Supply-Side Effects of Reagan Tax Cuts
October 13, 1996
Some liberal economists profess to be aghast at Bob Dole's bold plan to cut tax rates 15 percent. Other economists are applauding, comparing the economy's superior performance after the Reagan tax cuts with economic conditions after Clinton's tax increase.
- The real economic growth rate during the 1980s was 3.2 percent per year, compared to 1.8 percent so far in the 1990s.
- Real median family incomes rose $4,000 in the Reagan years, but have fallen $2,100 since the 1990 and 1993 tax increases.
- The poorest fifth of Americans experienced a 6 percent gain in real income in the 1980s, but have suffered a 7 percent loss in the 1990s.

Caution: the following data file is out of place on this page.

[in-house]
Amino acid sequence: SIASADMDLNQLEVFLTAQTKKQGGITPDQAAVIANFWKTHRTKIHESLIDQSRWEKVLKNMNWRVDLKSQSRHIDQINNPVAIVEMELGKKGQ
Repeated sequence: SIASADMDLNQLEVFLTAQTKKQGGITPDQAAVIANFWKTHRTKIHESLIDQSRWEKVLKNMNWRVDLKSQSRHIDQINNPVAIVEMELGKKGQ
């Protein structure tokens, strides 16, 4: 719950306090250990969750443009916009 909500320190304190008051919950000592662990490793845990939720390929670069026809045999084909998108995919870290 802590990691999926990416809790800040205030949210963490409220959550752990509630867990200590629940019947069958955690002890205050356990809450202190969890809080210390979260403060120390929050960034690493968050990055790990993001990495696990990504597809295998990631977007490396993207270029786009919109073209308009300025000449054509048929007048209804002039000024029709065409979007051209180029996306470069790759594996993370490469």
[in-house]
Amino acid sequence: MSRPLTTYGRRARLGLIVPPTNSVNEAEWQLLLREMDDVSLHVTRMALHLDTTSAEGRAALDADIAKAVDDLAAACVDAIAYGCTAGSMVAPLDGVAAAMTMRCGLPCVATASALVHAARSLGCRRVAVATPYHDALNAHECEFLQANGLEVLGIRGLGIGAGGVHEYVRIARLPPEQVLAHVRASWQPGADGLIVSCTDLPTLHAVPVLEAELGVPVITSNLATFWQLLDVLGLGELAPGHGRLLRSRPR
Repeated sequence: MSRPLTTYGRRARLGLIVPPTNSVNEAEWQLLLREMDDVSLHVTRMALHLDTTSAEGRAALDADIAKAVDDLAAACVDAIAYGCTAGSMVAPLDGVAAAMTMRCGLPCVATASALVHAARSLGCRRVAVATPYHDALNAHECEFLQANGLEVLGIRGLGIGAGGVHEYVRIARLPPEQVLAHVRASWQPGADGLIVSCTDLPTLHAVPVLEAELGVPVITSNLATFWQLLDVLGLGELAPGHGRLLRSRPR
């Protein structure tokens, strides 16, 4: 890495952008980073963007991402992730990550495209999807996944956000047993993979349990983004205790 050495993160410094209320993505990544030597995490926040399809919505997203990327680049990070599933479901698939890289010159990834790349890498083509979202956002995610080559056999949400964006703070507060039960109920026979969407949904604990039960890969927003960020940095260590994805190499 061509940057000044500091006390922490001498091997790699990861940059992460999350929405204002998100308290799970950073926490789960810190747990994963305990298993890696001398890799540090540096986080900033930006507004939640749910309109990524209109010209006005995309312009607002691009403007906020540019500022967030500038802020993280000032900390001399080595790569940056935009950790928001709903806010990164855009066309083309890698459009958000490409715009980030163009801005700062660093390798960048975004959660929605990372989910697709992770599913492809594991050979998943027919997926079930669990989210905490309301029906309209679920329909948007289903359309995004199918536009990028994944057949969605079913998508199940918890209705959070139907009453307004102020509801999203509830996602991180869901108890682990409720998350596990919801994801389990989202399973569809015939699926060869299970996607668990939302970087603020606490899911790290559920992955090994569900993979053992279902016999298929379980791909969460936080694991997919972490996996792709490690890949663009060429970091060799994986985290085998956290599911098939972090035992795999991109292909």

- Federal revenues grew by 24 percent from 1982 to 1989, but will only increase by 20 percent over a comparable seven-year period from 1990 to 1997.
Some economic analysts conclude that any way one slices it, tax cuts have proven to be people- and voter-friendly.
Source: Stephen Moore (Cato Institute), "The True Reagan Record: One Last Time," Investor's Business Daily, August 13, 1996.
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